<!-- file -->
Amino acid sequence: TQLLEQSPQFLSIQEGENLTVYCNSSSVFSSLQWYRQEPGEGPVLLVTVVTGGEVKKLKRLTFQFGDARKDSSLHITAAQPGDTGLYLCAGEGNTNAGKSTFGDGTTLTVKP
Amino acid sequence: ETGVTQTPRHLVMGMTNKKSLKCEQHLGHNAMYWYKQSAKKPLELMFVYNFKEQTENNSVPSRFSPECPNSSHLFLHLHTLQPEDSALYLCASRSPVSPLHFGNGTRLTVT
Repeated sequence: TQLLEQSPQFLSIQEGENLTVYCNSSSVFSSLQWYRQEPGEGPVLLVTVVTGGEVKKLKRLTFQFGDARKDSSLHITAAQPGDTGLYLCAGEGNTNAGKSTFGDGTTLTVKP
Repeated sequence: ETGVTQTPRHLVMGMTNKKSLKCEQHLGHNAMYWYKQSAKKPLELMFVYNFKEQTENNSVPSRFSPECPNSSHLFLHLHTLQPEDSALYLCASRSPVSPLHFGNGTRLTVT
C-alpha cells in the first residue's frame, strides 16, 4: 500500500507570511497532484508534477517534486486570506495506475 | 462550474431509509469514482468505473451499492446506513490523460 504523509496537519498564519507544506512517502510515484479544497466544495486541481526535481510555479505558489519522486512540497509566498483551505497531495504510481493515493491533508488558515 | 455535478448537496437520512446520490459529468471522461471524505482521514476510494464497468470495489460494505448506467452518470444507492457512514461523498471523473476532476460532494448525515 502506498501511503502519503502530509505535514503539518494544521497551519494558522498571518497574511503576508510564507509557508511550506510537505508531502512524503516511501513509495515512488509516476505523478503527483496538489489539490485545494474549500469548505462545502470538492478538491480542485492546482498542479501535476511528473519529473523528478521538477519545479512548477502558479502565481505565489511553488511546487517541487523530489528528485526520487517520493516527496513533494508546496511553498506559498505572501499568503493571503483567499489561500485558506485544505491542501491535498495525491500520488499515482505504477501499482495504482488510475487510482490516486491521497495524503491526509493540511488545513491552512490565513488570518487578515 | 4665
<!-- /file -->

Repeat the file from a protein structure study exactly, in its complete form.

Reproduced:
Amino acid sequence: TQLLEQSPQFLSIQEGENLTVYCNSSSVFSSLQWYRQEPGEGPVLLVTVVTGGEVKKLKRLTFQFGDARKDSSLHITAAQPGDTGLYLCAGEGNTNAGKSTFGDGTTLTVKP
Amino acid sequence: ETGVTQTPRHLVMGMTNKKSLKCEQHLGHNAMYWYKQSAKKPLELMFVYNFKEQTENNSVPSRFSPECPNSSHLFLHLHTLQPEDSALYLCASRSPVSPLHFGNGTRLTVT
Repeated sequence: TQLLEQSPQFLSIQEGENLTVYCNSSSVFSSLQWYRQEPGEGPVLLVTVVTGGEVKKLKRLTFQFGDARKDSSLHITAAQPGDTGLYLCAGEGNTNAGKSTFGDGTTLTVKP
Repeated sequence: ETGVTQTPRHLVMGMTNKKSLKCEQHLGHNAMYWYKQSAKKPLELMFVYNFKEQTENNSVPSRFSPECPNSSHLFLHLHTLQPEDSALYLCASRSPVSPLHFGNGTRLTVT
C-alpha cells in the first residue's frame, strides 16, 4: 500500500507570511497532484508534477517534486486570506495506475 | 462550474431509509469514482468505473451499492446506513490523460 504523509496537519498564519507544506512517502510515484479544497466544495486541481526535481510555479505558489519522486512540497509566498483551505497531495504510481493515493491533508488558515 | 455535478448537496437520512446520490459529468471522461471524505482521514476510494464497468470495489460494505448506467452518470444507492457512514461523498471523473476532476460532494448525515 502506498501511503502519503502530509505535514503539518494544521497551519494558522498571518497574511503576508510564507509557508511550506510537505508531502512524503516511501513509495515512488509516476505523478503527483496538489489539490485545494474549500469548505462545502470538492478538491480542485492546482498542479501535476511528473519529473523528478521538477519545479512548477502558479502565481505565489511553488511546487517541487523530489528528485526520487517520493516527496513533494508546496511553498506559498505572501499568503493571503483567499489561500485558506485544505491542501491535498495525491500520488499515482505504477501499482495504482488510475487510482490516486491521497495524503491526509493540511488545513491552512490565513488570518487578515 | 4665